# Re: Can an ungrounded conductive cavity provide electrostatic shielding?

On 2/10/2012 3:27 AM, blackhead wrote:
...
I don't understand this. The sum of all the electric forces inside
might be zero, but those individual forces from the interior charges
still exist.

But if they sum up to zero isn't by definition their force
on the exterior charges zero?

Yes. But Timo suggested that because the sum of the interior-cavity,
interior-surface and exterior-surface electric forces are zero inside
the conductor, then this means the sum of the interior electric forces
must be zero on the exterior surface. I don't get this.

Well, I also would say that I'm not sure I understand what
Timo meant.. Two separate things can be stated:
1) The sum of the interior forces is zero inside the conductor.
2) The sum of the exterior forces is zero inside the conductor.
What you wrote above is the sum of all of them, which is of
course also zero, but that fact would not (by logic alone)
imply that both are zero individually..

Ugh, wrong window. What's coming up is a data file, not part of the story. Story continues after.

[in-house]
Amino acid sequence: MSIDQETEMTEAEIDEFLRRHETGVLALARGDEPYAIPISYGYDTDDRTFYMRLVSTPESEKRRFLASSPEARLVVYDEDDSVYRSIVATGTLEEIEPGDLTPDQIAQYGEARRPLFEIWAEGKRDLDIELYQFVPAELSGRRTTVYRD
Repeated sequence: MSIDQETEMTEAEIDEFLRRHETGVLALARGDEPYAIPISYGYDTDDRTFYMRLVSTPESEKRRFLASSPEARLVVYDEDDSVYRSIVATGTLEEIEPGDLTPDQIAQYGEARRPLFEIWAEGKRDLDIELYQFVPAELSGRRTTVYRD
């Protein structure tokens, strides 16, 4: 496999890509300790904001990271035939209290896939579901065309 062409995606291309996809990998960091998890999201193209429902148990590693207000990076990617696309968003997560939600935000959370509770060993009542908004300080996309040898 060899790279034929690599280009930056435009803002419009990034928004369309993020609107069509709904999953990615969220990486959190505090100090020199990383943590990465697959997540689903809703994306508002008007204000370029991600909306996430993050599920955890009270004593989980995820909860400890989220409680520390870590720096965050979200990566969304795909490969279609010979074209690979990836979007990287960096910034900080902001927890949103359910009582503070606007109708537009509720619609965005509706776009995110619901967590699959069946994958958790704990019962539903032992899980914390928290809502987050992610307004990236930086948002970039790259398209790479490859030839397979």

...
I will admit one silly mistake I have made in this discussion:
Forgetting that the change in the cavity charge distribution can
compensate for the change in the interior-surface charge distribution.

That is of course in a way remarkable.. (A two-dimensional
distribution would seem to have insufficient degrees of freedom
to always be able to compensate a three-dimensional distribution!)
But as modern physicists we are familiar with to the holographic
principle (Susskind-'t Hooft), so yes, it was silly of you to
forget that! :-)

So it's possible to keep the exterior-surface charge distribution
constant while still maintaining E=0 inside the conductor even though
the interior-surface charge distribution has changed.

OK, so you believe it is possible. But you don't see the proof
that it actually happens?!

--
Jos
.

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